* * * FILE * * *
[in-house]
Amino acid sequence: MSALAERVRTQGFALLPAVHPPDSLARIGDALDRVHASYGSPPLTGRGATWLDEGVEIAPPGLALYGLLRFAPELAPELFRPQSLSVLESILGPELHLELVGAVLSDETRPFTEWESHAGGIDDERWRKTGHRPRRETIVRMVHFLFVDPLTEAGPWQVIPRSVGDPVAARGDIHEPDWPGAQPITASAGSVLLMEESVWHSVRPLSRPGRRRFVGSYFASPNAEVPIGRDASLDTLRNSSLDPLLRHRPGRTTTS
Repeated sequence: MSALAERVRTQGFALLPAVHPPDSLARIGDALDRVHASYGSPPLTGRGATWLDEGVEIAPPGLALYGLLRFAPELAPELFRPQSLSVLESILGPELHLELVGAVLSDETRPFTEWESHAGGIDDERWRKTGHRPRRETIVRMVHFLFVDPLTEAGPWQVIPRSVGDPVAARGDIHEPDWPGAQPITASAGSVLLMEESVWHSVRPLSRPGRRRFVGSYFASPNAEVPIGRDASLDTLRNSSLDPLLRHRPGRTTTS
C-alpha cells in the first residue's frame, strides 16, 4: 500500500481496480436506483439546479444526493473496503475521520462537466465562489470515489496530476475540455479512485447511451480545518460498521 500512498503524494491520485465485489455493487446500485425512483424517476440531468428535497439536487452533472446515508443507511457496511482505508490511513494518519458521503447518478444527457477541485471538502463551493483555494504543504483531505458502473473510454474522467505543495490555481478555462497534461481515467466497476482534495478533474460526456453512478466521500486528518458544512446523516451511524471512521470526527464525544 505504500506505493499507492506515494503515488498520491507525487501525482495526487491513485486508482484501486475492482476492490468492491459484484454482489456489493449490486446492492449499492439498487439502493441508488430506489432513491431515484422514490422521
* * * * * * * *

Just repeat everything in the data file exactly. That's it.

[in-house]
Amino acid sequence: MSALAERVRTQGFALLPAVHPPDSLARIGDALDRVHASYGSPPLTGRGATWLDEGVEIAPPGLALYGLLRFAPELAPELFRPQSLSVLESILGPELHLELVGAVLSDETRPFTEWESHAGGIDDERWRKTGHRPRRETIVRMVHFLFVDPLTEAGPWQVIPRSVGDPVAARGDIHEPDWPGAQPITASAGSVLLMEESVWHSVRPLSRPGRRRFVGSYFASPNAEVPIGRDASLDTLRNSSLDPLLRHRPGRTTTS
Repeated sequence: MSALAERVRTQGFALLPAVHPPDSLARIGDALDRVHASYGSPPLTGRGATWLDEGVEIAPPGLALYGLLRFAPELAPELFRPQSLSVLESILGPELHLELVGAVLSDETRPFTEWESHAGGIDDERWRKTGHRPRRETIVRMVHFLFVDPLTEAGPWQVIPRSVGDPVAARGDIHEPDWPGAQPITASAGSVLLMEESVWHSVRPLSRPGRRRFVGSYFASPNAEVPIGRDASLDTLRNSSLDPLLRHRPGRTTTS
C-alpha cells in the first residue's frame, strides 16, 4: 500500500481496480436506483439546479444526493473496503475521520462537466465562489470515489496530476475540455479512485447511451480545518460498521 500512498503524494491520485465485489455493487446500485425512483424517476440531468428535497439536487452533472446515508443507511457496511482505508490511513494518519458521503447518478444527457477541485471538502463551493483555494504543504483531505458502473473510454474522467505543495490555481478555462497534461481515467466497476482534495478533474460526456453512478466521500486528518458544512446523516451511524471512521470526527464525544 505504500506505493499507492506515494503515488498520491507525487501525482495526487491513485486508482484501486475492482476492490468492491459484484454482489456489493449490486446492492449499492439498487439502493441508488430506489432513491431515484422514490422521